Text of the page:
A video of Russel Moore’s response to a question at the SBC Convention has made the rounds today. It is a video of Moore’s response to a question from John Wofford of Armorel Baptist Church, Blytheville, Arkansas. Generally questions from SBC messengers or members are not worthy of re tweeting or posting on some social video site, but Wofford’s question strikes a chord with many conservative Americans, and Moore’s answer (to which I agree) ruffles the feathers of many of the same. Watch the video below for Wofford’s question and Moore’s response:
One can understand Wofford’s question in light of the atrocities that have happened on American soil and abroad at the hands of Islamic extremists. But, denying Muslims in America the right to build mosques is to undercut the very religious liberty Baptist enjoy – the very religious liberty every religion in America enjoys. The government is to extend to every individual right of “soul freedom” – the right to choose to worship their religion without interference from the government. That is, the United States government should not dictate who is able to build a house of worship and who is not. The government should not dictate who can worship their religion and who cannot. Religious liberty is extended to every individual and guarantees that the government will not interfere.
The idea of “soul freedom” is not unique to Moore, nor is it an idea that has been birthed by the recent clash with militant Islam. Rather, it’s an idea that has been around as long as Baptists have been around.
John Leland (1754-1841) was a Baptist minister in early America, having served churches in Virginia and Massachusetts. What Leland is perhaps most known for is his fight for religious liberty. Robert G. Torbet, in his A History of the Baptists, says Leland was “leading Baptist spokesman in behalf of religious freedom.” Leland states in his An Address Delivered at Westfield, March 4, 1833, that “next to the salvation of souls, the civil and religious rights of men have summoned my attention, more than the acquisition of wealth or seats of honor.”
Leland’s view on religious liberty directly flows from how he understood the relationship between church and state. Leland believed that “government has no more to do with religious opinions of men than it has with the principles of mathematics.” So strongly did he believe in a strict separation of Church and State, that any idea of a Christian commonwealth (i.e. State) “should be exploded.”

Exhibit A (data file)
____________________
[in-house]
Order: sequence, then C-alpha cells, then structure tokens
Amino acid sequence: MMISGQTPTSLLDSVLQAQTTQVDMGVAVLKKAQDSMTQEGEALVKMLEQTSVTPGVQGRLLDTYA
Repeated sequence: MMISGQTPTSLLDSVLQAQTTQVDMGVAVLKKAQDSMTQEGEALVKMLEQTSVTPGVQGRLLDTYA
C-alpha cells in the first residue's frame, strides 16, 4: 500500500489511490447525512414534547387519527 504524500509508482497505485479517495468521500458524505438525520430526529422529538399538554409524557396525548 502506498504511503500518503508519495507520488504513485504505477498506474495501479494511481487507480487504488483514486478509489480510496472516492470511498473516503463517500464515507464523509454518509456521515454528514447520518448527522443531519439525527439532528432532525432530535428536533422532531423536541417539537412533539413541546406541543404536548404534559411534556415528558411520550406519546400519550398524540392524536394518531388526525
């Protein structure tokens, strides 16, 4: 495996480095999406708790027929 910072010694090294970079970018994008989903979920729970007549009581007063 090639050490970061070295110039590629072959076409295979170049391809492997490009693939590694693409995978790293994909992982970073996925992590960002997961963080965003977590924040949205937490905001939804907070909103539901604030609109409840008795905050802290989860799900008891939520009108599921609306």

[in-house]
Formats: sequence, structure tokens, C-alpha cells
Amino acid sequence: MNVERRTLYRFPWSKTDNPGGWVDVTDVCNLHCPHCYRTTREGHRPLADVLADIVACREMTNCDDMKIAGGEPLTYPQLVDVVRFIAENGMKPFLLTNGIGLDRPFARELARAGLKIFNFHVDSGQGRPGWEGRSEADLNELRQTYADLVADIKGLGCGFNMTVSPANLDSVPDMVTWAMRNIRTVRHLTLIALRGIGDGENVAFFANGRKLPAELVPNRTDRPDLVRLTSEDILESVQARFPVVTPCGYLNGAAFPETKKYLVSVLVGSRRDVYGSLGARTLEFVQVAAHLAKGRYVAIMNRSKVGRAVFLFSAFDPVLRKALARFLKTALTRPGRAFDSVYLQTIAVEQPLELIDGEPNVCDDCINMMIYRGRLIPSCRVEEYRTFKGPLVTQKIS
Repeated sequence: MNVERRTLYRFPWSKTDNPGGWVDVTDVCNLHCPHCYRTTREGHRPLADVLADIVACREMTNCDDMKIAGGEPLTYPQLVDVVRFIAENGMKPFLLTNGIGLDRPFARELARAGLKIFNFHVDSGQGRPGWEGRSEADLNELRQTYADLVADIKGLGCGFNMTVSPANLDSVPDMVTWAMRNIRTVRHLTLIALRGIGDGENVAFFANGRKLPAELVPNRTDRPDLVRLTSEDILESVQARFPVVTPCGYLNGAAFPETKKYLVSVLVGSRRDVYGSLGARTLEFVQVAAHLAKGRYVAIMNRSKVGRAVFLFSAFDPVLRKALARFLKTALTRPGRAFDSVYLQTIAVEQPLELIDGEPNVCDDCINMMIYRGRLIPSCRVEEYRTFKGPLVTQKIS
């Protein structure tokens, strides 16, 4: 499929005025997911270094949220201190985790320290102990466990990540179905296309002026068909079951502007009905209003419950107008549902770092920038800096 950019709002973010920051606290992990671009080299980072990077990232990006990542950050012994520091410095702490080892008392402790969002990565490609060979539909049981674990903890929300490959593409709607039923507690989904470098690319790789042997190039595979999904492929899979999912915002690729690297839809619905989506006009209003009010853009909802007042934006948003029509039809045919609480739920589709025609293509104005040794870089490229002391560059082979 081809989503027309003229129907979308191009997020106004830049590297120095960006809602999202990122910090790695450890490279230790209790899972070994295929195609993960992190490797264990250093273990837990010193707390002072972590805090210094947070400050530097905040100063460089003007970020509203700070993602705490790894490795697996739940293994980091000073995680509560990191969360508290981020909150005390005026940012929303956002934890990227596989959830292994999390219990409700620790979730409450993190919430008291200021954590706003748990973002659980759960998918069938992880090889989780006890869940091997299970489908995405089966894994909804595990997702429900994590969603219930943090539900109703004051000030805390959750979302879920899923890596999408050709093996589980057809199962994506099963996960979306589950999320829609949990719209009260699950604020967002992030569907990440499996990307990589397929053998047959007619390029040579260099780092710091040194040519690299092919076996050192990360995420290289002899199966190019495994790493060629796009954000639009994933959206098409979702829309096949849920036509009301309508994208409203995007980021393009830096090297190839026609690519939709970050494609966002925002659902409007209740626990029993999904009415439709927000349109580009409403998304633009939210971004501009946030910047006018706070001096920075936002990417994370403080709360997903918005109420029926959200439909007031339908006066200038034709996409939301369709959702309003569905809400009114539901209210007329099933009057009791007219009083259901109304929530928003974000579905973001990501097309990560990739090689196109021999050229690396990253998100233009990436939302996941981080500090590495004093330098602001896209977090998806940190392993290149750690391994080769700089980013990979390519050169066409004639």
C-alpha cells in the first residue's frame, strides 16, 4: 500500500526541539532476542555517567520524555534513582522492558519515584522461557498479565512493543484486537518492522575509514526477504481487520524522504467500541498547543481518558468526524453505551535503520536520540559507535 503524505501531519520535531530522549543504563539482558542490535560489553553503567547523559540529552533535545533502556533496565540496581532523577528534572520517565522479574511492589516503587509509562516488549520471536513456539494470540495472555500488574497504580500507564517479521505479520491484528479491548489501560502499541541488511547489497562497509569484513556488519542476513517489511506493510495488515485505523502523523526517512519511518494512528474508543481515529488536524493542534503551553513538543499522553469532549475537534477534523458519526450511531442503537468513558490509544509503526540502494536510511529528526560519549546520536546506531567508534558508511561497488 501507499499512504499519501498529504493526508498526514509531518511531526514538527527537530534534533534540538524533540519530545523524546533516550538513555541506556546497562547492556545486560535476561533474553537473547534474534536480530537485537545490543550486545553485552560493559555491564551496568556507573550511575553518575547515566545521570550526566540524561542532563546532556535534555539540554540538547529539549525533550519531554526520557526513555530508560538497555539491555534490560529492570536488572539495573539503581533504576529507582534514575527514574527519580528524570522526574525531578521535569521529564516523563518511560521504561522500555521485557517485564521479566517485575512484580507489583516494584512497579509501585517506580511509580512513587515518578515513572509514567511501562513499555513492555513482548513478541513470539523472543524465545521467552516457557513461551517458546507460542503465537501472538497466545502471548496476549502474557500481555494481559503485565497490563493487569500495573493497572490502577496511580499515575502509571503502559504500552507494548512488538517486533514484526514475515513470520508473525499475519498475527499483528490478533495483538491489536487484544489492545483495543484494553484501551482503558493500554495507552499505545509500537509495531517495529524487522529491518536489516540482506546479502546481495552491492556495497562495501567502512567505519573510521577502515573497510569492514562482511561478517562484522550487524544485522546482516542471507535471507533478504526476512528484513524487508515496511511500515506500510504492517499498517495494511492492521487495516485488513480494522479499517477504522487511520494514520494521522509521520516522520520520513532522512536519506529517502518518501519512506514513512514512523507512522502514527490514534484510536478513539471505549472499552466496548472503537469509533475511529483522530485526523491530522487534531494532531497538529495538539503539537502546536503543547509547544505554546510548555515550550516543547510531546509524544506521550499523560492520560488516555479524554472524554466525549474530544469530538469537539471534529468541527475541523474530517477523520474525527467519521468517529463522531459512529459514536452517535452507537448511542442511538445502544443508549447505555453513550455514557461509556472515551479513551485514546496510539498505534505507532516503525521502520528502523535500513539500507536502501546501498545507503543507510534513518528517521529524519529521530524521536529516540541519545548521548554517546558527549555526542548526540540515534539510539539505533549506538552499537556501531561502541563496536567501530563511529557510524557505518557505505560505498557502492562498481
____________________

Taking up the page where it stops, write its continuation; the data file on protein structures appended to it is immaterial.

Government, when rightly formed, embraces Pagans, Jews, Mahometans and Christians, within its fostering arms – prescribes no creed of faith for either of them – proscribes none of them for being heretics, promotes the man of talents and integrity, without inquiring after his religion – impartially protects all of them – punishes the man who works ill to his neighbor, let his faith and motives be what they may.
Note again: “Government, when rightly formed, embraces Pagans, Jews, Mahometans [i.e. Muslims] and Christians, within its fostering arms.” Baptists, for over 200 years, have championed religious freedom not just for Baptists alone, but also for Muslims, that they too may have the liberty to practice their religion (even build their own mosques) in America. All civil laws should recognize all individuals of all religious backgrounds as citizens and should protect their rights.
Baptists, and all other faiths, in America are in debt to Leland and his tireless work (along with other Baptists like Isaac Backus) to ensure religious liberty is extended to all religions in America. May we as Southern Baptists today continue to champion religious liberty for all – even to Muslims who are here on our soil.
Post Script: I encourage you to read Russ Moore’s post dated June 8, 2016, titled “Is Religious Freedom for Non-Christians Too?” Moore provides excellent insight into a difficult issue, but one that we must face in today’s turbulent times. Though we as Christians are rightly troubled and angered by the actions of Muslim extremists, we live in a country where one religion is not to be favored over another by the state. The federal government is not to endorse one religion over all others; in particular, our government is not a Christian government. We are not in a Christian nation. Rather, we live in a nation where religious freedom is extended to all – even though with whom we are at odds.
 Isaac Backus, A Fish Caught In His Own Net, in Isaac Backus on Church, State, and Calvinism [Works], ed. William G. McLoughlin (Boston: Edes and Gill, 1768; reprint, Cambridge: The Belknap Press of Harvard University, 1968), 190-1.
 John Leland, The Rights of Conscience Inalienable, in The Writings of the Late Elder John Leland [Works], ed. Miss L. F. Greene (New London: 1791; reprint, New York: G. W. Wood, 1845), 184.
 Leland, The Virginia Chronicle, Works, 107.
 Leland, Short Essays on Government, Works, 476.
 Leland, Letter to the Rev. O. B. Brown, Works, 608-10.